The small year on year increase in labour CASK in 9M2015 reversed what had been a broadly falling trend (although there was an increase in 2013). This led to an improved labour productivity measure from 2011 to 2014. Labour CASK in 2014 was 4.5% below its 2011 level.

Austrian has been reducing the size of its workforce over a number of years, and average headcount in 2014 was 10.5% below its 2011 level, in spite of a broadly stable level of ASKs. Its labour cost in EUR was also down, by 7.6%, over the same period. Employee cost per employee rose from 2011 to 2015, but ASK per employee improved by 8.2%. Revenue per employee also improved, by 11.8%, over this period.

The reduction in the Austrian Airlines workforce since 2011 has been matched to quite a degree by an increase at sister airline SWISS. This signals the relative importance of the two Lufthansa subsidiaries to the group over this period.

See related report: SWISS: Lufthansa Group's most profitable airline must cut costs by labour productivity improvement

In 9M2015 there was a further reduction in the workforce, and a further improvement in ASK per employee. However, an increase in labour cost per employee more than offset this, driving a 1.3% increase in labour CASK. Revenue per employee continued to grow.

Austrian Airlines labour productivity measures 2011 to 2014

Group labour productivity

2011

2012

2013

2014

Change 2014 vs 2013

Change 2014 vs 2011

9M2014

9M2015

9M2015 vs 9M2014

Ave headcount*

6,860

6,507

6,222

6,138

-1.4%

-10.5%

6,205

6,027

-2.9%

Total labour cost EUR million

408

349

389

377

-3.1%

-7.6%

283

288

1.8%

Employee cost per employee (EUR)

59,475

53,639

62,520

61,426

-1.8%

3.3%

45,608

47,787

4.8%

ASK per employee

3,517

3,559

3,621

3,803

5.0%

8.2%

2,863

2,961

3.4%

Employee costs per ASK (EUR c)

1.69

1.51

1.73

1.62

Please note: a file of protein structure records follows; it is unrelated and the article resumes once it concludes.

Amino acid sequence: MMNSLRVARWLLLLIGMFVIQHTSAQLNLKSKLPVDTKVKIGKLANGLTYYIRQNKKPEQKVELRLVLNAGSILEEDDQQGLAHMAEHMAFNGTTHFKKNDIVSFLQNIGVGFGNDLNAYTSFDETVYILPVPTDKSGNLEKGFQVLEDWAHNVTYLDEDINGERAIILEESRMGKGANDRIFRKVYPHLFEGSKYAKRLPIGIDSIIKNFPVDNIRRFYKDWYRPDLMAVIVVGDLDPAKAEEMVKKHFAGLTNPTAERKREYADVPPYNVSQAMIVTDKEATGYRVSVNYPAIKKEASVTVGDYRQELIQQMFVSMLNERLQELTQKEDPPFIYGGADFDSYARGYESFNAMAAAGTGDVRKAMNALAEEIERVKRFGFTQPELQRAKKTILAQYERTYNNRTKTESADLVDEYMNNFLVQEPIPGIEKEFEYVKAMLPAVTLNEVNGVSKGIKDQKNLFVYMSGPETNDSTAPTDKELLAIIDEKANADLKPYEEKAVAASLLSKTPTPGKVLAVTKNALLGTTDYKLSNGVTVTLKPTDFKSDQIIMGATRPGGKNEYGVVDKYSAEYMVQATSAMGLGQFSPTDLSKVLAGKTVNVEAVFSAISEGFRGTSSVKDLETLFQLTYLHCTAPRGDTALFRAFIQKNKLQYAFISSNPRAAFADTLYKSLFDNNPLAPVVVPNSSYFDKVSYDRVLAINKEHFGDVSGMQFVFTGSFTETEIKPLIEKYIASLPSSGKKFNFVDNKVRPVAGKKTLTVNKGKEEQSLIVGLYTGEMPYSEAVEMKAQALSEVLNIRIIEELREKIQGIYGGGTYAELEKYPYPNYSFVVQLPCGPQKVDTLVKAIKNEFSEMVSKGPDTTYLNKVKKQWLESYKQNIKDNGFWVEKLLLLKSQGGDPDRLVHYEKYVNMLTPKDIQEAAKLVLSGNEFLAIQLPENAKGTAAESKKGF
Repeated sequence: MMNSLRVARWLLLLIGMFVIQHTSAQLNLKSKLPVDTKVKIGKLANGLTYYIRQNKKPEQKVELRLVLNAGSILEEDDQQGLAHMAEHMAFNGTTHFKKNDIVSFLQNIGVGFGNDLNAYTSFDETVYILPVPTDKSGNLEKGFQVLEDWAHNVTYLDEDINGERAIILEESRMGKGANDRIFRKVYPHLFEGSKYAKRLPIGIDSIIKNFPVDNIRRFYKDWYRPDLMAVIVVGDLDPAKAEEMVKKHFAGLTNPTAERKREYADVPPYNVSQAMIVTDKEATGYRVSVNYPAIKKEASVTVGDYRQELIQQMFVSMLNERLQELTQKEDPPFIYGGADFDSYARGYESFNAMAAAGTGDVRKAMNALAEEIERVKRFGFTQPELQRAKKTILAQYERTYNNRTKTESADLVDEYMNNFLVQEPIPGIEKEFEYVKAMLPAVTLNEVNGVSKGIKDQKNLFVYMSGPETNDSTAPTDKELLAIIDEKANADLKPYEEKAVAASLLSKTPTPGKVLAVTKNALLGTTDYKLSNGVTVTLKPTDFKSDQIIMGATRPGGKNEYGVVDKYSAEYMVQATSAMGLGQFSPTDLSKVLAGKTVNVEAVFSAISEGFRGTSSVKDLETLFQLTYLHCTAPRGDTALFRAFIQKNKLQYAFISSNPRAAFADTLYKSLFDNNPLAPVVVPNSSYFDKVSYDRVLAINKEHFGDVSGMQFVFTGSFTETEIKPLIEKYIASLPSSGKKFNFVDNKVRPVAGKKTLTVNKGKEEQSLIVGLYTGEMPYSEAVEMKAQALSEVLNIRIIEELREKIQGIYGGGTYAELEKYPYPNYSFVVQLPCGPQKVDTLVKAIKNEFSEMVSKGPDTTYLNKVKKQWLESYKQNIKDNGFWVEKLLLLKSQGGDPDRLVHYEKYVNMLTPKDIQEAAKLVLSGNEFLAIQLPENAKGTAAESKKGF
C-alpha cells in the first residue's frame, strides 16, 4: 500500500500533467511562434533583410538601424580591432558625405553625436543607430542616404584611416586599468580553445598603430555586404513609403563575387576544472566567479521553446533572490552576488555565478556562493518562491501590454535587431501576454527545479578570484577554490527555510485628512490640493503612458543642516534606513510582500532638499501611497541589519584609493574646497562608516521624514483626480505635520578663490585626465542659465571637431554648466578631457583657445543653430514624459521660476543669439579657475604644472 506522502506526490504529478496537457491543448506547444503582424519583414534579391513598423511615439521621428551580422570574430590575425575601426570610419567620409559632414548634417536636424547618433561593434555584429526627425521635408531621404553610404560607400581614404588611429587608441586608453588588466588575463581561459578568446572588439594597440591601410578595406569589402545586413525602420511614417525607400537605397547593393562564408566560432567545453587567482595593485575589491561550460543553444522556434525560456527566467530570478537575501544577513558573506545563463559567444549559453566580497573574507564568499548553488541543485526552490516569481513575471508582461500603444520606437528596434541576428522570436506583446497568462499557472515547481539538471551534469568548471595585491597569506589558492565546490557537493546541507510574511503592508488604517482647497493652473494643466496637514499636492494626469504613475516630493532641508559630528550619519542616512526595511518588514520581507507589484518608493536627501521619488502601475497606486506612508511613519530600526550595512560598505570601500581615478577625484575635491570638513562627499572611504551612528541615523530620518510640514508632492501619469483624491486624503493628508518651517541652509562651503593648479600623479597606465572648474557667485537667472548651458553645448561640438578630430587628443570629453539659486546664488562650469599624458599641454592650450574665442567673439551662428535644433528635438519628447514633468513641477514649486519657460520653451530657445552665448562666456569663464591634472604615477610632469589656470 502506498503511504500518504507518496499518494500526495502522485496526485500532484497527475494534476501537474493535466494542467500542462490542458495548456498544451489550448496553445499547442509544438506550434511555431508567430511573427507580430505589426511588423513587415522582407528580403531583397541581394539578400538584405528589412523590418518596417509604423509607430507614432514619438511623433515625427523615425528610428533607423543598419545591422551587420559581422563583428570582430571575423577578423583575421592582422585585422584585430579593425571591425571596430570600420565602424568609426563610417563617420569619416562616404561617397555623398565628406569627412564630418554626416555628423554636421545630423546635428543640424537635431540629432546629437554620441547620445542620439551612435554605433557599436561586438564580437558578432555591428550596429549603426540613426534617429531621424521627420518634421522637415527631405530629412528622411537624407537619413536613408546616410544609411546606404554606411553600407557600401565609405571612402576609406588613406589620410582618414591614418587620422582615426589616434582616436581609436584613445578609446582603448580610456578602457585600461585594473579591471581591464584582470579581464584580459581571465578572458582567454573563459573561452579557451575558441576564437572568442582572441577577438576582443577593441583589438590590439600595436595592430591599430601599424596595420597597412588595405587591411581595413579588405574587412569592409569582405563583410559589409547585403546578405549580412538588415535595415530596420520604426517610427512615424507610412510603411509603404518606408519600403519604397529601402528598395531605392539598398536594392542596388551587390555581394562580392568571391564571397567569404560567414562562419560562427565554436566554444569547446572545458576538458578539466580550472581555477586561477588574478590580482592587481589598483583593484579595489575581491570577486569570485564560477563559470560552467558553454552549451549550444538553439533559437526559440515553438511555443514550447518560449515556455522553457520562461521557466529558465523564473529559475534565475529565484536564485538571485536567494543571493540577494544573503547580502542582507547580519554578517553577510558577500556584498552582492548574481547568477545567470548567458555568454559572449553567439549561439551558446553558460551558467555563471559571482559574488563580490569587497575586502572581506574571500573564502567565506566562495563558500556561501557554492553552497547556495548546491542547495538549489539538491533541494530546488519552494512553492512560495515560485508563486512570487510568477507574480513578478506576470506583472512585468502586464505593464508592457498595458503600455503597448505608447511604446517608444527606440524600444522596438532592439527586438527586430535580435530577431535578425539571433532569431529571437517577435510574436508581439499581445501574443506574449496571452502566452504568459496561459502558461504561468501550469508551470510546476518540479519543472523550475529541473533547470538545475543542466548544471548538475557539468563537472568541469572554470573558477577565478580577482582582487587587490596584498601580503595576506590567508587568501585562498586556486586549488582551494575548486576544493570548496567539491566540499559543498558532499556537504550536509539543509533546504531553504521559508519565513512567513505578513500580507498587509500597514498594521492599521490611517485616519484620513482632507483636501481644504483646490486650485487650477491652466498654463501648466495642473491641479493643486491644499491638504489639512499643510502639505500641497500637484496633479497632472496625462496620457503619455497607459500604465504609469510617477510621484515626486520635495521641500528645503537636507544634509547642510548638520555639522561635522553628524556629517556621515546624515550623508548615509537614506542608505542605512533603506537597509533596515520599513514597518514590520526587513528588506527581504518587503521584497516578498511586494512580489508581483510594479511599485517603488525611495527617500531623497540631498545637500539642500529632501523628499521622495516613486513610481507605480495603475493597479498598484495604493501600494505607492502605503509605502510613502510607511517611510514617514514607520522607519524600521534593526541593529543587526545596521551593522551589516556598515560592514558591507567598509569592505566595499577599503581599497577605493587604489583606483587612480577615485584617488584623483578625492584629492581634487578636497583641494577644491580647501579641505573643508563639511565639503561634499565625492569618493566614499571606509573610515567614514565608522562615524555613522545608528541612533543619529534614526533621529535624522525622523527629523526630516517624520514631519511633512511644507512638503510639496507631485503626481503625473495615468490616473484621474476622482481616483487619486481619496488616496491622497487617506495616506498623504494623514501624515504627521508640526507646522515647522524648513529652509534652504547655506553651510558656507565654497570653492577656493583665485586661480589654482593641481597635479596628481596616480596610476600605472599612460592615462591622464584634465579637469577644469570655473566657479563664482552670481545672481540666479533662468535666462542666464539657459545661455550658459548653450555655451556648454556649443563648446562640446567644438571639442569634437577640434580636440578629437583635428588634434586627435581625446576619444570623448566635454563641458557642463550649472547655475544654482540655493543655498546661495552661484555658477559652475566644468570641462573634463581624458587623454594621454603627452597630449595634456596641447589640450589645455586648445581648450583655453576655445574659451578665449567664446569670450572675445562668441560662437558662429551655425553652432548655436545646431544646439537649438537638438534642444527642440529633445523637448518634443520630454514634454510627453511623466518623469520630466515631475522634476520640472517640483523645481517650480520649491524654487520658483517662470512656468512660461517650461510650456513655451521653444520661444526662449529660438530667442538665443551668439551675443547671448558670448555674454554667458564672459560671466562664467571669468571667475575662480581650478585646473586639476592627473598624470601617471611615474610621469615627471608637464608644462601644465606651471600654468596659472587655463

-6.5%

-4.5%

1.59

1.61

1.3%

Revenue per employee EUR

315,306

347,191

353,263

352,587

-0.2%

11.8%

265,270

282,408

6.5%

Austrian is still among Europe's high CASK airlines

In spite of a 9.6% reduction in its CASK from 2008 to 2014, Austrian was still among Europe's higher CASK airlines in 2014, taking account of its average trip length. According to the CAPA CASK database, Austrian's unit cost in 2014 was around 75% higher than an LCC with a similar average trip length. Even allowing for costs associated with hubbing and business class, that is a massive cost differential.

With 84% of its passengers flying on European routes in 2015, Austrian's network is dominated by the short/medium haul routes that are increasingly the domain of LCCs. As with other smaller legacy airlines, it has neither the cost base of the LCCs, nor the long haul network of the bigger legacy airlines.

Of course, Austrian has access to the long haul networks of the Lufthansa Group, but these are facing growing competition from foreign airlines, such as the Gulf carriers. As illustrated by the week of 30-May-2016, the combined seat capacity of Emirates and Qatar Airways will be 37% higher in summer 2016 than it was three years earlier.

Cost per available seat kilometre (CASK, USc) for Austrian Airlines and other European airlines 2014

Lufthansa's Eurowings now has a base in Vienna. LCC competition grows in Austria

Low cost airlines have increased their share of seats to/from Austria over the past decade, up from 13% in 2005 to 22% in 2015. This share had not grown much since 2008, although it increased in each of 2014 and 2015.

In the first two weeks of 2016 it has grown to almost 26%, although this partly reflects steps taken by Lufthansa to expand its LCC Eurowings in Vienna.